The Bulgakov House regularly organizes information and discussion meetings on the works and life of Bulgakov and also supports scholars and students studying them.[18]

Elena Martynyuk, the house photographer, realized a huge photographic project on The Master and Margarita. For the project, which lasted three years, 70 shootings were organized and more than 1,000 photos made. The photos were made at the locations described in the novel, like the roof of the Pashkov House and in the Bulgakov House. The scenes of the Variety Theatre were photographed at the Moscow Art Theatre MKhAT, where Bulgakov's pieces were performed and where he also used to work himself. In the spring of 2013, a special edition of the novel was published with photos of the project.[19]

On the Night of the Museums, which are organized in Moscow once a year, the Bulgakov House is one of the major crowd pullers. Every year it makes a reality of what Bulgakov described himself in The Master and Margarita: "By this wall a queue of many thousands clung in two rows, its tail reaching to Kudrinskaya Square".[20]

The Bulgakov House is also a popular hangout for celebrities in Moscow who have often expressed their love for Bulgakov and The Master and Margarita such as film director Yuri Kara and actor Daniel Radcliffe.

Café 302-bisEdit

The Cafe 302-bis is a cozy corner in the Bulgakov House where visitors can relax with drinks and take in the atmosphere of the '30s.[21]

Theatre Boo...!Edit

Theatre Boo...! began as a group of young actors who gave life to the characters from the novels of Bulgakov, which participants of the excursions could encounter on their trips through Moscow. In addition, the young actors also give performances of mainly improvisational theatre.[22]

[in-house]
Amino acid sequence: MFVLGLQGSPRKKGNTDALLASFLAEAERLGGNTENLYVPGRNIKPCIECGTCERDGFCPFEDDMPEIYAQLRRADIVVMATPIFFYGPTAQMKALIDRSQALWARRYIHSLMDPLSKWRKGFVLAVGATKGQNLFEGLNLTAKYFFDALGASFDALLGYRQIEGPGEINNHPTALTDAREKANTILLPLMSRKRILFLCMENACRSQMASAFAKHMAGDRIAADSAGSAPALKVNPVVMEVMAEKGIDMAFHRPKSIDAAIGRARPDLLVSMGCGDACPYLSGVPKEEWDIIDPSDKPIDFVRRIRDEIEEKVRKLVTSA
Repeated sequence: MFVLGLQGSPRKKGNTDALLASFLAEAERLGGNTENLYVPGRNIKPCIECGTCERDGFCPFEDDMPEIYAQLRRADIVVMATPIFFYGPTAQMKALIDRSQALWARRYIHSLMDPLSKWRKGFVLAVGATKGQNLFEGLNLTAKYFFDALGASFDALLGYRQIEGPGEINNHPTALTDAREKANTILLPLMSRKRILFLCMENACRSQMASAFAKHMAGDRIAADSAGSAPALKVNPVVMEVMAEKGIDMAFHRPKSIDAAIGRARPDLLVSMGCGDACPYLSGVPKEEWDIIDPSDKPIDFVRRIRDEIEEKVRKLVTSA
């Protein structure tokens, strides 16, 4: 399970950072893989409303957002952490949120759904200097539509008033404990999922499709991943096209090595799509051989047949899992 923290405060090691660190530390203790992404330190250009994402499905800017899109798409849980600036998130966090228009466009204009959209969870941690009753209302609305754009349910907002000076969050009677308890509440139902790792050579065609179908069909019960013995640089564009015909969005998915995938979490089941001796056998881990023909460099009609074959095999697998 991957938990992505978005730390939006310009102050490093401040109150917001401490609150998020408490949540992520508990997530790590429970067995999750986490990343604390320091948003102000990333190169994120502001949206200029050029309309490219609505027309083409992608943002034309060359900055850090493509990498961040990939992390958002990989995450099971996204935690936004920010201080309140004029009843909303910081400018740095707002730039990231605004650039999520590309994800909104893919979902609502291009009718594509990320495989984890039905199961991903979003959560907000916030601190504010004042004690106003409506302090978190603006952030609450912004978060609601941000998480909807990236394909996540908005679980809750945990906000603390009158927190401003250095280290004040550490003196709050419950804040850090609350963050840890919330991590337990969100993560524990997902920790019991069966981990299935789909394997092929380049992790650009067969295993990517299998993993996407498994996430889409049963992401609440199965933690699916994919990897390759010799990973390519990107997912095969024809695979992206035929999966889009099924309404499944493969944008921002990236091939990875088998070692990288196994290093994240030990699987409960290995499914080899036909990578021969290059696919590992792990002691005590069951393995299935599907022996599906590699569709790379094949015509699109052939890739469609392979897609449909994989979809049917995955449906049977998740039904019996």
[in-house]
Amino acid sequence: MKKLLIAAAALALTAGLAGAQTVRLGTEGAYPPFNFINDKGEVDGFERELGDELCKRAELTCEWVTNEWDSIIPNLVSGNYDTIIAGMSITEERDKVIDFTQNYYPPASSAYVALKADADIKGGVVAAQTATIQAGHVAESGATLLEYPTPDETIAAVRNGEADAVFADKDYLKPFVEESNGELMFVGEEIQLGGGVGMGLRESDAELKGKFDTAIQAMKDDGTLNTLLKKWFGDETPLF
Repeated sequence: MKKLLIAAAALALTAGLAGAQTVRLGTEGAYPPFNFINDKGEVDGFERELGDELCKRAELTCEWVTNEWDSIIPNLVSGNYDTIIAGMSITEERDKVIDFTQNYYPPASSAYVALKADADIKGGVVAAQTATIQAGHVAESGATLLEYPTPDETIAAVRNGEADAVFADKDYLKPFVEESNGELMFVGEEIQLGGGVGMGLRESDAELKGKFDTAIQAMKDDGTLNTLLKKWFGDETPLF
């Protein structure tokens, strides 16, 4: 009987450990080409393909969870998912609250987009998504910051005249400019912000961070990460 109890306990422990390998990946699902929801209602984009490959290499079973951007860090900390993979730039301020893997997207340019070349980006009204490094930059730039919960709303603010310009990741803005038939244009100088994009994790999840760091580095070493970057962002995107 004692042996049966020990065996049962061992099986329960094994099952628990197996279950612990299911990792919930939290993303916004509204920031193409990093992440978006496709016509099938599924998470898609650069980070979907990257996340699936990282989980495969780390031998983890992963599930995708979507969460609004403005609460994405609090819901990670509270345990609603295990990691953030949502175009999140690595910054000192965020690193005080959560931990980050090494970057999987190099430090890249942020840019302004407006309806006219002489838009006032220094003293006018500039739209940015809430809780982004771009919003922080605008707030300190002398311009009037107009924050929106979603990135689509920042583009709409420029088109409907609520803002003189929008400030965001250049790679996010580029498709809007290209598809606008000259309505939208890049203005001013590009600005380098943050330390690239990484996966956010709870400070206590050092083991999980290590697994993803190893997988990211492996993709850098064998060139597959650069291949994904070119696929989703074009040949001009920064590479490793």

Theatre M.A. BulgakovEdit

The Theatre M. A. Bulgakov is a small but very beautiful auditorium with 126 seats. Several times a year performances are offered of plays by Bulgakov or theatre adaptations of his novels. An often seen guest is the theater company of the famous Russian director Sergei Aldonin. [23]


One of the eye-catchers at the Bulgakov House is a permanent resident of the house who can count on much popularity with visitors: a big, black cat named Behemoth after one of the characters of The Master and Margarita.

Opponents and rivalsEdit

As the Bulgakov operation became more successful, it also attracted opponents and rivals.

  • One of the toughest opponents of the Bulgakov House is the self-proclaimed "keeper of the Russian cultural heritage," Aleksandr Morozov, who regards the work of Bulgakov as satanic. On December 22, 2006, he entered the repository of the Bulgakov and the studio of its children's theatre and destroyed all of its contents.[24] The damage of the vandalism totaled approximately 100,000 USD. The Bulgakov House was forced to close its doors but reopened not long after on January 1, 2007.
  • There came also opposition from official corners. The well-known writer, critic, and historian Marietta Chudakova was given permission by the Department of Culture of Moscow to transform the apartment number 50 into an official museum.[25] The Museum M.A. Bulgakov was inaugurated on May 15, 2007. Inna Mishina, Chudakova's sister, was appointed as the first director. However, the official museum could hardly develop the same dynamics as its downstairs neighbors and fell prey to internal struggles. On May 14, 2012, a day before the fifth anniversary of the museum, the Department of Culture announced that Mishina was fired and that a competition would be organized to install a new management team. On October 9, 2012, the management was entrusted to the Italian architect Gabriele Filippini. Upon his appointment, Filippini announced that he had ambitious plans for the museum and its immediate vicinity, and that he was willing to work with anyone who wished to honor the legacy of Bulgakov, including the Bulgakov House and Marietta Chudakova.[26]